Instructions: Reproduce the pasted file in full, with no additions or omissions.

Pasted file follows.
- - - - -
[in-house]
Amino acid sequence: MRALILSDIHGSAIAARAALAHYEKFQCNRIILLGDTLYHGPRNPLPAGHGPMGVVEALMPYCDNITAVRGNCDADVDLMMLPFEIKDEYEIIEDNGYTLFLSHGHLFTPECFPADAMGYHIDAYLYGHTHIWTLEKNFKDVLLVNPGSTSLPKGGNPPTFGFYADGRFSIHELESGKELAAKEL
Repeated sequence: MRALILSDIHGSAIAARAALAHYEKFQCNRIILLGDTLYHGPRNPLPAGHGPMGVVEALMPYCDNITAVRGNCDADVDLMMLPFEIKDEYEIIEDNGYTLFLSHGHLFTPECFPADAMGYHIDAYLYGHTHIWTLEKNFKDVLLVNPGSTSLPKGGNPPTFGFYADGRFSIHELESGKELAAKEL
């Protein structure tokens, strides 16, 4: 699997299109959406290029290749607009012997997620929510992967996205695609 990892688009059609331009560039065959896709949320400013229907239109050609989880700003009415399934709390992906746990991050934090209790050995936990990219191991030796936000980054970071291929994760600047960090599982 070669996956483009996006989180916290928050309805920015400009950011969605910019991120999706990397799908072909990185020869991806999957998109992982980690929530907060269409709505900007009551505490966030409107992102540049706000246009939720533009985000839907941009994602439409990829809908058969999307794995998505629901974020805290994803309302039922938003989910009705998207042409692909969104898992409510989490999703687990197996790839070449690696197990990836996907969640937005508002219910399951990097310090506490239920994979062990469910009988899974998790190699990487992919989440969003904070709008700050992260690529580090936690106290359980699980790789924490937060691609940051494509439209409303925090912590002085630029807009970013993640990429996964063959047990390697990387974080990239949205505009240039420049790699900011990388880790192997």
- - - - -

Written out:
[in-house]
Amino acid sequence: MRALILSDIHGSAIAARAALAHYEKFQCNRIILLGDTLYHGPRNPLPAGHGPMGVVEALMPYCDNITAVRGNCDADVDLMMLPFEIKDEYEIIEDNGYTLFLSHGHLFTPECFPADAMGYHIDAYLYGHTHIWTLEKNFKDVLLVNPGSTSLPKGGNPPTFGFYADGRFSIHELESGKELAAKEL
Repeated sequence: MRALILSDIHGSAIAARAALAHYEKFQCNRIILLGDTLYHGPRNPLPAGHGPMGVVEALMPYCDNITAVRGNCDADVDLMMLPFEIKDEYEIIEDNGYTLFLSHGHLFTPECFPADAMGYHIDAYLYGHTHIWTLEKNFKDVLLVNPGSTSLPKGGNPPTFGFYADGRFSIHELESGKELAAKEL
């Protein structure tokens, strides 16, 4: 699997299109959406290029290749607009012997997620929510992967996205695609 990892688009059609331009560039065959896709949320400013229907239109050609989880700003009415399934709390992906746990991050934090209790050995936990990219191991030796936000980054970071291929994760600047960090599982 070669996956483009996006989180916290928050309805920015400009950011969605910019991120999706990397799908072909990185020869991806999957998109992982980690929530907060269409709505900007009551505490966030409107992102540049706000246009939720533009985000839907941009994602439409990829809908058969999307794995998505629901974020805290994803309302039922938003989910009705998207042409692909969104898992409510989490999703687990197996790839070449690696197990990836996907969640937005508002219910399951990097310090506490239920994979062990469910009988899974998790190699990487992919989440969003904070709008700050992260690529580090936690106290359980699980790789924490937060691609940051494509439209409303925090912590002085630029807009970013993640990429996964063959047990390697990387974080990239949205505009240039420049790699900011990388880790192997």